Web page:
Something catalytic happened at the end of May at Boise’s Trailhead. Change occurred.
In a chemical reaction, for change to occur, elements that do not normally react come into contact with a catalyst, which facilitates the change, often speeding up the reaction.
In Boise, the catalyst was Philanthropy Northwest, who hosted LOCALMATTERS15 on May 27, 2015. The elements were private, nonprofit and public leaders. What emerged was the type of tri-sector leadership that is required for our times.
Further, what was catalyzed, or speeded, seems to be the rate at which impact investment deals will occur in the state, not just in the Boise area, but in rural areas.
The rest of this commentary will not focus on a chronological account, but rather focus on each of the underlying elements: private sector participants, public leaders and the nonprofit sector. I’ll close with some thoughts on the blending of these elements and reflect on our own aspirations for what’s next.
Through the lens of public leadership, my highlight was Jeffery Sayer, Idaho’s Director of Commerce. As someone who appreciates aphorisms, he opened with a couple great ones to set the stage for challenges Idaho faces prior to outlining Commerce’s response. Describing the state:
Idaho is the only state with three state capitals: Salt Lake City, Utah; Spokane, Washington; and Boise.
With the focus on Boise, those who live elsewhere might call the metro area the “Great State of Ada” of which Boise is the county seat.
Besides regional differences, Sayer focused on four challenges that Idaho faces
- Income levels
- Education outcomes
- Infrastructure Investment
- Tax Rates
The state’s response is Accelerate Idaho that has three key themes:
- Advance Infrastructure
- Inspire Community Vitality
- Galvanize Regional Collaboration
At a more local level, the City of Boise is pursuing a Pay-for-Success arrangement to reduce homelessness. These transactions were described as “government pricing an outcome” by Jeremy Keele is Executive Director of the Policy Innovation Lab at the Sorenson Global Impact Investing Center at the University of Utah.
Private Sector Leadership
Leonard, Vice President of Impact Investing has been deploying client capital for social and financial returns for years. Among trends she cited one that struck me is her observation of clients having “one bucket of wealth” that is also an expression of their values. This model contrasts with a more orthodox approach of “one bucket for financial gain and one for giving.”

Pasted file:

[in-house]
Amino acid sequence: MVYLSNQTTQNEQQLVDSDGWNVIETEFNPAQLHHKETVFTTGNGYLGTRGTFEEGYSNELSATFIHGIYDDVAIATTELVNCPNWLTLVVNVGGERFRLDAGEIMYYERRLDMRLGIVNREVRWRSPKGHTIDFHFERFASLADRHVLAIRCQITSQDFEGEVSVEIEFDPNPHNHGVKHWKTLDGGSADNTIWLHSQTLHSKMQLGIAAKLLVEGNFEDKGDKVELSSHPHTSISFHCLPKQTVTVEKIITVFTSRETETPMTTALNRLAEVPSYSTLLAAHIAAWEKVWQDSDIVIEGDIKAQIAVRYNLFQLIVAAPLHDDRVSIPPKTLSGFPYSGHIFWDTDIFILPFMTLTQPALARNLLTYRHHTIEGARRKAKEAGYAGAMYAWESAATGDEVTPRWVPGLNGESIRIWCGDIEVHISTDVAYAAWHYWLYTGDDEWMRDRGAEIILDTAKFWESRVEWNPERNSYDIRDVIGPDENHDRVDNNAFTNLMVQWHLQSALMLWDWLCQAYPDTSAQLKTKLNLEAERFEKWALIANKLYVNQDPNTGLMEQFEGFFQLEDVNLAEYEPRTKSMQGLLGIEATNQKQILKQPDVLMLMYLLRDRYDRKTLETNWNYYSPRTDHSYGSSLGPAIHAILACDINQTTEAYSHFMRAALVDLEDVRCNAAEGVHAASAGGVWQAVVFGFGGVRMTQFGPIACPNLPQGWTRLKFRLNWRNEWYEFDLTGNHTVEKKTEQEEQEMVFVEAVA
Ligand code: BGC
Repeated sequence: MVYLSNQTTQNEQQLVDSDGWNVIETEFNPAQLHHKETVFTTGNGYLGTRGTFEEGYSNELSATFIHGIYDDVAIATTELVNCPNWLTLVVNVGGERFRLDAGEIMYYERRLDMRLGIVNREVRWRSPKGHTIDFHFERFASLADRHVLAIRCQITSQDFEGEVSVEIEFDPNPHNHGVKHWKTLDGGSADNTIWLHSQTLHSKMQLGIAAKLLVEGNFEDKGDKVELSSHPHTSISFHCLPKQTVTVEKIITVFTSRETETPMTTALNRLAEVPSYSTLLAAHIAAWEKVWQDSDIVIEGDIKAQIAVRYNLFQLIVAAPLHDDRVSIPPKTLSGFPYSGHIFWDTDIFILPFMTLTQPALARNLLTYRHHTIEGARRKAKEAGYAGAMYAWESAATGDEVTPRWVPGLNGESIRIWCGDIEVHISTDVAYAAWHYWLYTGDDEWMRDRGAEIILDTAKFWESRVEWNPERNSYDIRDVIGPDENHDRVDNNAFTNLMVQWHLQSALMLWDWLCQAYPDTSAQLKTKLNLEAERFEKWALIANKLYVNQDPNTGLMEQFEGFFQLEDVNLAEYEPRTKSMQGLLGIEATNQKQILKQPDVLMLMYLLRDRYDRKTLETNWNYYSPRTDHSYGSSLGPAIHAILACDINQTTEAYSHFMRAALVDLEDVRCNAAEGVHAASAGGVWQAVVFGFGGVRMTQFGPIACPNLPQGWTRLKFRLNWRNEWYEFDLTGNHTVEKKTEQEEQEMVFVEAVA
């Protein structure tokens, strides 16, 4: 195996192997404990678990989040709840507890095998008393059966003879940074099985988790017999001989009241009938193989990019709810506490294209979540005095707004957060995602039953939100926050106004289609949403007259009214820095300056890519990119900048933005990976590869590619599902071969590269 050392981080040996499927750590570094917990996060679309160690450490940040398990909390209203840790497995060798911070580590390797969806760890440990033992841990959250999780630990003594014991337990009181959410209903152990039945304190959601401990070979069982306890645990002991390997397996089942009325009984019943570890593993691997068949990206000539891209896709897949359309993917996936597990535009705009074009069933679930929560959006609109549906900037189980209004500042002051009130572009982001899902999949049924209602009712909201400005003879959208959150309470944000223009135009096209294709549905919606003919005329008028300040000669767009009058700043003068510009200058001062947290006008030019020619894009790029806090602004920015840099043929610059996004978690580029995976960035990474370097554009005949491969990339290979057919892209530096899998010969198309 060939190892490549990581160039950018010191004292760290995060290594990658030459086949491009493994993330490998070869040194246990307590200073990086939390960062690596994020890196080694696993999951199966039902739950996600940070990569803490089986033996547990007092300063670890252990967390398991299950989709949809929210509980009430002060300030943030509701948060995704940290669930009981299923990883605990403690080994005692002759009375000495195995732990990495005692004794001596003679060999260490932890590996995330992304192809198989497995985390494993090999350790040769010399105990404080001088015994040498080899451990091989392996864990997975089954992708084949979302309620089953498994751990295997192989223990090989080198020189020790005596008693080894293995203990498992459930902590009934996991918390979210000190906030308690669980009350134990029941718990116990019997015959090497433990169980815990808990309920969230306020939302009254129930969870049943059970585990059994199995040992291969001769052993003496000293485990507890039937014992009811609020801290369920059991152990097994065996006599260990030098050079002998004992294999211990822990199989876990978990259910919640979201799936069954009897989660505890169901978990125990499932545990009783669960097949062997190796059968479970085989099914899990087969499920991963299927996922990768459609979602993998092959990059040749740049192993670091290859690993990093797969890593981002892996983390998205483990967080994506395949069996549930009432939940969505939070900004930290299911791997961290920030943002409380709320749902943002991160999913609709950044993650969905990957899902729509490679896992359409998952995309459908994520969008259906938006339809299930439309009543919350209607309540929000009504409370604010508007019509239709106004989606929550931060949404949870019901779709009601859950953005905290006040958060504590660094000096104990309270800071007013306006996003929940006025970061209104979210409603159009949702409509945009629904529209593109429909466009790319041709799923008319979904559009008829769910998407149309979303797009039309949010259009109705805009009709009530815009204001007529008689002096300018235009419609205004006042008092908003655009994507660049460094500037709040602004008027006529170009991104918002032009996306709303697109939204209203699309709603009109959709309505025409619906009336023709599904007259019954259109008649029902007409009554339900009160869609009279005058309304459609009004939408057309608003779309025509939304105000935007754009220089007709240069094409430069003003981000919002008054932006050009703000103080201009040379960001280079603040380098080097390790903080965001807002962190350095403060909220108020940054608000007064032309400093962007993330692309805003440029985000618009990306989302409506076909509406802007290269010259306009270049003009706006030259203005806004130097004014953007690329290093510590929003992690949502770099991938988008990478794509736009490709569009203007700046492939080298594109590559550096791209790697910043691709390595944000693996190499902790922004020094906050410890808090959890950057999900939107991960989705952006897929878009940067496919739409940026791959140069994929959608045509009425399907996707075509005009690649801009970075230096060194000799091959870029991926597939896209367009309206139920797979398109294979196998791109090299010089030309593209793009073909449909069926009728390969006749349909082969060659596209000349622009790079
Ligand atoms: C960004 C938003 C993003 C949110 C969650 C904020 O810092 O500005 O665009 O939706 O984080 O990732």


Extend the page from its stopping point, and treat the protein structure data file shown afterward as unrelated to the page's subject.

Leonard sees impact investing’s next leap forward as the democratization of capital. That is more access to impact opportunities for all investors.
Tidwell offers one such example of blended value. She is excited about the risk-return profile, yield and social benefit to come from Solar Bonds by Solar City.
Two private enterprises with social impact based in Boise also intrigued. One was Vyykn Water that is committed to distributed the world’s best drinking water, while eliminating plastic water bottles. Another is One4All founded by Jason Hausske. This social giving platform has the potential to revolutionize giving.
Philanthropy & Nonprofit Leadership
What was exciting about the whole day is the simple fact that Philanthropy hosted it. Foundations created an environment for rich conversations about how to invest in Idaho across sectors, organizational types, but all for impact.
Natalie Camacho Mendoza talked about how Northwest Area Foundation has been more intentional about impact. While their financial returns are not as hoped, they have seen amazing impact. Results are driving the foundation to allocate millions more to impact.
The day was very encouraging for me personally and the vision we have for impact investing in rural areas. We see partnership opportunities for impact investing in Idaho. Our plan is actual deployment examples in Idaho very soon.